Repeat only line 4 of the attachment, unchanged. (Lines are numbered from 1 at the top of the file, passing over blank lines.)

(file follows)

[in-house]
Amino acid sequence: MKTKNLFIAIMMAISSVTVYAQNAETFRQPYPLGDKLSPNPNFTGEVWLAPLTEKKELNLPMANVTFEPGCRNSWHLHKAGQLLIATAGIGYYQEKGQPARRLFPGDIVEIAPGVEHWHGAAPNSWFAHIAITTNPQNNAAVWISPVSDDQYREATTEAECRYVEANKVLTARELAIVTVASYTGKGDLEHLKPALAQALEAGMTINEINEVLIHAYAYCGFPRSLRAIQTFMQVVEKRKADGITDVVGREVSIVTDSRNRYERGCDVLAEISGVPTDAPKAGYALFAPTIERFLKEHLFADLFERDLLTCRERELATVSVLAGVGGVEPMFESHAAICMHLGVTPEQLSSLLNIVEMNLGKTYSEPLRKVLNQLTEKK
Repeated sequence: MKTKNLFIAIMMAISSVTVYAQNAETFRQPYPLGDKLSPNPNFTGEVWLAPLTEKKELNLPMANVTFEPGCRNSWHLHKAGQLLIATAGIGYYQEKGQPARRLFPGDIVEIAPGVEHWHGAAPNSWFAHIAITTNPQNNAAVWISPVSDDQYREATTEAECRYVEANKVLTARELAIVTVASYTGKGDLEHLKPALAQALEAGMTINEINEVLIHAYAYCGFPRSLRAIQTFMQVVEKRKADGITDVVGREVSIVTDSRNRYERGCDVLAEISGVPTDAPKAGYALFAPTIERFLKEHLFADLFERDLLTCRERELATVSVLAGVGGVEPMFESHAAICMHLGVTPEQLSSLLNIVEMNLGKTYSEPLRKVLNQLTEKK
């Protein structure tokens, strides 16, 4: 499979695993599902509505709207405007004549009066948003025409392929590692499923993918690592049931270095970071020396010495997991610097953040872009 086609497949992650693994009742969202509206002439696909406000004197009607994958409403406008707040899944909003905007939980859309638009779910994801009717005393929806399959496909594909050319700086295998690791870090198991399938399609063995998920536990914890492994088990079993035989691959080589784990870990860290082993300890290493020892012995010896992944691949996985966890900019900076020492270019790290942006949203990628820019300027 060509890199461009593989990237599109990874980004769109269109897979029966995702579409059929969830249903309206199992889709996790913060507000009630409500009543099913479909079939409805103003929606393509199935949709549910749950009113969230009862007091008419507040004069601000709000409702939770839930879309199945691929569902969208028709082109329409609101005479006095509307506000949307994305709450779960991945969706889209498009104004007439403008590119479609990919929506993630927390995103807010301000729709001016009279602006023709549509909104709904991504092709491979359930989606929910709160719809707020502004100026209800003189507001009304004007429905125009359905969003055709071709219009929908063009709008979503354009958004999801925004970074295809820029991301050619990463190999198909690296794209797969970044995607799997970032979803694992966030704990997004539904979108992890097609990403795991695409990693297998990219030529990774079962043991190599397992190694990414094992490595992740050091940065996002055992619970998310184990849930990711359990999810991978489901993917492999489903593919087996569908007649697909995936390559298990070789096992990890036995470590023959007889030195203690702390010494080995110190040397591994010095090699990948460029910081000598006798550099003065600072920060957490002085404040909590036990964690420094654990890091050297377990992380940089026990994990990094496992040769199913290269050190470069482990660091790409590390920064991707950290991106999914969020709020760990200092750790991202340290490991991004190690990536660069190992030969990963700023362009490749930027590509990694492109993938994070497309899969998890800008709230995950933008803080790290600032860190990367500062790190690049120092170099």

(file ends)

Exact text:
């Protein structure tokens, strides 16, 4: 499979695993599902509505709207405007004549009066948003025409392929590692499923993918690592049931270095970071020396010495997991610097953040872009 086609497949992650693994009742969202509206002439696909406000004197009607994958409403406008707040899944909003905007939980859309638009779910994801009717005393929806399959496909594909050319700086295998690791870090198991399938399609063995998920536990914890492994088990079993035989691959080589784990870990860290082993300890290493020892012995010896992944691949996985966890900019900076020492270019790290942006949203990628820019300027 060509890199461009593989990237599109990874980004769109269109897979029966995702579409059929969830249903309206199992889709996790913060507000009630409500009543099913479909079939409805103003929606393509199935949709549910749950009113969230009862007091008419507040004069601000709000409702939770839930879309199945691929569902969208028709082109329409609101005479006095509307506000949307994305709450779960991945969706889209498009104004007439403008590119479609990919929506993630927390995103807010301000729709001016009279602006023709549509909104709904991504092709491979359930989606929910709160719809707020502004100026209800003189507001009304004007429905125009359905969003055709071709219009929908063009709008979503354009958004999801925004970074295809820029991301050619990463190999198909690296794209797969970044995607799997970032979803694992966030704990997004539904979108992890097609990403795991695409990693297998990219030529990774079962043991190599397992190694990414094992490595992740050091940065996002055992619970998310184990849930990711359990999810991978489901993917492999489903593919087996569908007649697909995936390559298990070789096992990890036995470590023959007889030195203690702390010494080995110190040397591994010095090699990948460029910081000598006798550099003065600072920060957490002085404040909590036990964690420094654990890091050297377990992380940089026990994990990094496992040769199913290269050190470069482990660091790409590390920064991707950290991106999914969020709020760990200092750790991202340290490991991004190690990536660069190992030969990963700023362009490749930027590509990694492109993938994070497309899969998890800008709230995950933008803080790290600032860190990367500062790190690049120092170099």